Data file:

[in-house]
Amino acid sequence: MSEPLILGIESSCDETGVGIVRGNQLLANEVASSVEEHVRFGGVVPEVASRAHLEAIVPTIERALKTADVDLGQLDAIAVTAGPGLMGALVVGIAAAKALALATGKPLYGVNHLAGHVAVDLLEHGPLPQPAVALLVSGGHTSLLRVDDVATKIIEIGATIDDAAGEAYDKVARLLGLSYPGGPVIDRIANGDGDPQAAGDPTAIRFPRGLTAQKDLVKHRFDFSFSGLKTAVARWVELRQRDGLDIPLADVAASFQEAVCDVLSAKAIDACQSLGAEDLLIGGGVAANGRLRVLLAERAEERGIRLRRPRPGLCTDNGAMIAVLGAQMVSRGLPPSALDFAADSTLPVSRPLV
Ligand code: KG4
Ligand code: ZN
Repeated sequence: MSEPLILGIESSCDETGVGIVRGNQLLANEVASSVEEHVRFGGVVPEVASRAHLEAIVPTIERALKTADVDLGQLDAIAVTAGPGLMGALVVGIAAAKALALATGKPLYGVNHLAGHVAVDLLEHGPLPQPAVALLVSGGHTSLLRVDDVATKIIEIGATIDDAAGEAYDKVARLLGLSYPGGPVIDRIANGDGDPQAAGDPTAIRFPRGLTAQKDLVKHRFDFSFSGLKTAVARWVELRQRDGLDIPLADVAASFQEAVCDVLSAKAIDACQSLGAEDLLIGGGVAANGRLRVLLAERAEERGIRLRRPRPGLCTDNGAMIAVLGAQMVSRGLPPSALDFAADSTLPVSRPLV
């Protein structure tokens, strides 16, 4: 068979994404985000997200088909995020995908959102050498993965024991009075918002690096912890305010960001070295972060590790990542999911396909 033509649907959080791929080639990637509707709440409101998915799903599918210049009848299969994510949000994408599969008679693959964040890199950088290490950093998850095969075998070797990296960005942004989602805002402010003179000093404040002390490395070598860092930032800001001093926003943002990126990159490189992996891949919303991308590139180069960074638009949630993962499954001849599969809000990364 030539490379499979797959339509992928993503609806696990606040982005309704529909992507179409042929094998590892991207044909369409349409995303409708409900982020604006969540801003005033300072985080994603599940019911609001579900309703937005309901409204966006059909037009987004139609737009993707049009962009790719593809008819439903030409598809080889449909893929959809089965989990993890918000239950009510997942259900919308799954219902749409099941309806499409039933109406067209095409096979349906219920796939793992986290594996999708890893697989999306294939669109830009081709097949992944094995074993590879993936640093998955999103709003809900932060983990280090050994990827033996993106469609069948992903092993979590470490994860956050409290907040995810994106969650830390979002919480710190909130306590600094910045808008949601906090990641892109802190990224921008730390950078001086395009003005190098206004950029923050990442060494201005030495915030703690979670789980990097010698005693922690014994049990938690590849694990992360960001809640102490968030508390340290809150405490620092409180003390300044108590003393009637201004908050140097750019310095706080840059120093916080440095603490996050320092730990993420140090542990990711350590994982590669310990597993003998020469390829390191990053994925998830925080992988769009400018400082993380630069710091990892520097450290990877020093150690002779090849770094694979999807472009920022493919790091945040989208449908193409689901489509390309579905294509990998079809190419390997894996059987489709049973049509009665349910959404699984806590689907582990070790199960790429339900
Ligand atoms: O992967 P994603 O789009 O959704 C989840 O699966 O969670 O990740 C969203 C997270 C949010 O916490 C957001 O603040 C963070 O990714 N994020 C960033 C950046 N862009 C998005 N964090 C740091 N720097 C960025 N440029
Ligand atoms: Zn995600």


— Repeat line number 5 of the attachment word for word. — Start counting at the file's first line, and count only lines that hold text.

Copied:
Repeated sequence: MSEPLILGIESSCDETGVGIVRGNQLLANEVASSVEEHVRFGGVVPEVASRAHLEAIVPTIERALKTADVDLGQLDAIAVTAGPGLMGALVVGIAAAKALALATGKPLYGVNHLAGHVAVDLLEHGPLPQPAVALLVSGGHTSLLRVDDVATKIIEIGATIDDAAGEAYDKVARLLGLSYPGGPVIDRIANGDGDPQAAGDPTAIRFPRGLTAQKDLVKHRFDFSFSGLKTAVARWVELRQRDGLDIPLADVAASFQEAVCDVLSAKAIDACQSLGAEDLLIGGGVAANGRLRVLLAERAEERGIRLRRPRPGLCTDNGAMIAVLGAQMVSRGLPPSALDFAADSTLPVSRPLV